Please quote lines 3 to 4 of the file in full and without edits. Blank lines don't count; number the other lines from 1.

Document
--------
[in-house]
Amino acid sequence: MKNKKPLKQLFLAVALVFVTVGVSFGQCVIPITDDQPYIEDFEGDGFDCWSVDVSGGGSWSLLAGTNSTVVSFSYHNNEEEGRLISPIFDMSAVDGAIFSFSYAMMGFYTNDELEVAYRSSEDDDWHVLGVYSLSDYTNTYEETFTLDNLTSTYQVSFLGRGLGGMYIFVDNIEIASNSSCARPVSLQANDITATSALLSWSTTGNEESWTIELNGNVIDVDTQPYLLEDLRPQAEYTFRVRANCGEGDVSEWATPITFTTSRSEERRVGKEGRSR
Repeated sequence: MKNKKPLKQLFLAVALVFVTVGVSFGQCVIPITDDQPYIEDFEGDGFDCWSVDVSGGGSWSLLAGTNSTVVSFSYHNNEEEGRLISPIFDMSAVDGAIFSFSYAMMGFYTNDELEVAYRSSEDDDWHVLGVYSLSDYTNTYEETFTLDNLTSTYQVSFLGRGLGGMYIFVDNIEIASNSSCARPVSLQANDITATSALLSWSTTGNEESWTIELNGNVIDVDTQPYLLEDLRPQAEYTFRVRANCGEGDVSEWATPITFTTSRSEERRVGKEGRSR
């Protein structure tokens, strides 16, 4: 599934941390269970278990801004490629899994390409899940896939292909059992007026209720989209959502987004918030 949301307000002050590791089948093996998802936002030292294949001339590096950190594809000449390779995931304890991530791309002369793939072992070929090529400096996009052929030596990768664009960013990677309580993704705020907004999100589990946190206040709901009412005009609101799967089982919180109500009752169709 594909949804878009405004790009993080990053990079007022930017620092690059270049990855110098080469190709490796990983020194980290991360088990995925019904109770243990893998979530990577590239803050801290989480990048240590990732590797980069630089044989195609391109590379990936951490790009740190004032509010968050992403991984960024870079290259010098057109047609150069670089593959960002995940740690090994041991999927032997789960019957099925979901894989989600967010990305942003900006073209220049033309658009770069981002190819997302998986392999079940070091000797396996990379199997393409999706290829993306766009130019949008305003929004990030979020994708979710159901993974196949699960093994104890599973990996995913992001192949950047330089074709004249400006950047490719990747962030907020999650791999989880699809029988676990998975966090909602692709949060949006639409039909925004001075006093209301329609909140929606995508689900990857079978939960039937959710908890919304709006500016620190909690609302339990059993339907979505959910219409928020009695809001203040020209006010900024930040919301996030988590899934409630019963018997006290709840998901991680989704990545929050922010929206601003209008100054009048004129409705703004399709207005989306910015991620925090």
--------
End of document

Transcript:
Repeated sequence: MKNKKPLKQLFLAVALVFVTVGVSFGQCVIPITDDQPYIEDFEGDGFDCWSVDVSGGGSWSLLAGTNSTVVSFSYHNNEEEGRLISPIFDMSAVDGAIFSFSYAMMGFYTNDELEVAYRSSEDDDWHVLGVYSLSDYTNTYEETFTLDNLTSTYQVSFLGRGLGGMYIFVDNIEIASNSSCARPVSLQANDITATSALLSWSTTGNEESWTIELNGNVIDVDTQPYLLEDLRPQAEYTFRVRANCGEGDVSEWATPITFTTSRSEERRVGKEGRSR
């Protein structure tokens, strides 16, 4: 599934941390269970278990801004490629899994390409899940896939292909059992007026209720989209959502987004918030 949301307000002050590791089948093996998802936002030292294949001339590096950190594809000449390779995931304890991530791309002369793939072992070929090529400096996009052929030596990768664009960013990677309580993704705020907004999100589990946190206040709901009412005009609101799967089982919180109500009752169709 594909949804878009405004790009993080990053990079007022930017620092690059270049990855110098080469190709490796990983020194980290991360088990995925019904109770243990893998979530990577590239803050801290989480990048240590990732590797980069630089044989195609391109590379990936951490790009740190004032509010968050992403991984960024870079290259010098057109047609150069670089593959960002995940740690090994041991999927032997789960019957099925979901894989989600967010990305942003900006073209220049033309658009770069981002190819997302998986392999079940070091000797396996990379199997393409999706290829993306766009130019949008305003929004990030979020994708979710159901993974196949699960093994104890599973990996995913992001192949950047330089074709004249400006950047490719990747962030907020999650791999989880699809029988676990998975966090909602692709949060949006639409039909925004001075006093209301329609909140929606995508689900990857079978939960039937959710908890919304709006500016620190909690609302339990059993339907979505959910219409928020009695809001203040020209006010900024930040919301996030988590899934409630019963018997006290709840998901991680989704990545929050922010929206601003209008100054009048004129409705703004399709207005989306910015991620925090």